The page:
Dr. Wendy Jordan, student services director, said the school system has a great working relationship with the Health Department.

“We can call them at any time and they’re very responsive,” she said.

In addition to the precautions already mentioned, Jordan said there will be signs throughout the schools describing symptoms pictorially and how to stop the spread of germs, as well as several instructional videos.

Jordan said water fountains have either been covered or cut off.

She also discussed the tool kits provided by the state on what to do in certain situations. 

Board member Daryl Mason asked if students who are exempt from wearing masks will be isolated in the classroom away from the other kids.

“How are teachers expected to handle that situation?” he asked.

“Well, I don’t know that we have given that complete thought,” Jordan replied.

She added that the E.C. students will be different and reminded the board that documentation from a health professional will be required for an exemption.

“The classrooms are not going to be as full, so maybe (there’s) a special spot at the back of the room,” she suggested. I think we’ll have to see what those numbers look like and that may have to be an additional conversation. We hope it’s not that many.”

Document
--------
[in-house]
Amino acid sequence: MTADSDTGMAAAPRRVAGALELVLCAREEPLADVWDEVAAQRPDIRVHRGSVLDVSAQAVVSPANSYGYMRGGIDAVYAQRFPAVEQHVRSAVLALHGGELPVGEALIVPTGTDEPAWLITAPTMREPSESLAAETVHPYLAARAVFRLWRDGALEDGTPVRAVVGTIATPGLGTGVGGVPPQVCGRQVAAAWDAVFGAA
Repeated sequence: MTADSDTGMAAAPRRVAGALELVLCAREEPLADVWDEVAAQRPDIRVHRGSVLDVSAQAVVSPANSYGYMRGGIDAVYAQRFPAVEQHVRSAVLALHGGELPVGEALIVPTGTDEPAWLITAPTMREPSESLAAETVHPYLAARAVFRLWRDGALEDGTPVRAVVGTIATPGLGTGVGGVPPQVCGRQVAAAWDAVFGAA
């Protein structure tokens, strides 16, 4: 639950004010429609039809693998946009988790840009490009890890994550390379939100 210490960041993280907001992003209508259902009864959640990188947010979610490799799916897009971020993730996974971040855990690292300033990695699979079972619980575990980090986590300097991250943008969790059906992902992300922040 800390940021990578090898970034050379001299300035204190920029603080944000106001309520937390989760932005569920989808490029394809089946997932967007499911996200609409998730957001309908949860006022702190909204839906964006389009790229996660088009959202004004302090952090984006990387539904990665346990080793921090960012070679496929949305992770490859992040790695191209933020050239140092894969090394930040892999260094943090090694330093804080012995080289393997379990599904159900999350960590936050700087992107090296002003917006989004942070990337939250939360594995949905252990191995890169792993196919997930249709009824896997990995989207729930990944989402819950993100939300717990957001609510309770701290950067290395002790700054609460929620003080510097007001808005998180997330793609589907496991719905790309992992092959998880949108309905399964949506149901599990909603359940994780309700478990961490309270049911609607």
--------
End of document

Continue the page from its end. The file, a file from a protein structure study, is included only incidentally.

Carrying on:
Dr. Kate Smith discusses the number of families opting for remote learning and the transition of sixth- through 12th-grade students back into the classroom. (William R. Toler - RO)

Dr. Kate Smith, executive director of curriculum and instruction, said that the system has received more than 1,400 virtual applications, following the board’s decision last month to allow parents to opt their kindergarten through fifth-grade children out of face-to-face instruction.

She added that the fourth- and fifth-grade students will remain at the elementary schools and not be placed in the middle schools as originally planned.

“That was very comforting and exciting for the teachers and the students,” she said.

According to Smith, the 50% capacity rule for the classroom has been lifted, with the requirement being to maintain six feet of social distancing, which will allow for more students to be in the room.

Smith said the schools recently met to decide which teacher would be in the classroom, which would be virtual and which would be a hybrid of both types of learning.

She also talked about transitioning the sixth- through 12th-graders back into the classroom, depending on how many virtual learners there are in the lower grades, saying “it looks promising.”

At the end of the first nine weeks, the K-5 students will be able to decide if they’d like to remain remote or return to the classroom.

Another obstacle for phasing in the upper-grade students is transportation, as only one child is allowed per seat on the bus.

During the meeting, the board also approved several policies, including several related to a federal sexual harassment law that goes into effect Aug. 14; and contracts related to maintenance, federal programs and the Exceptional Children Department.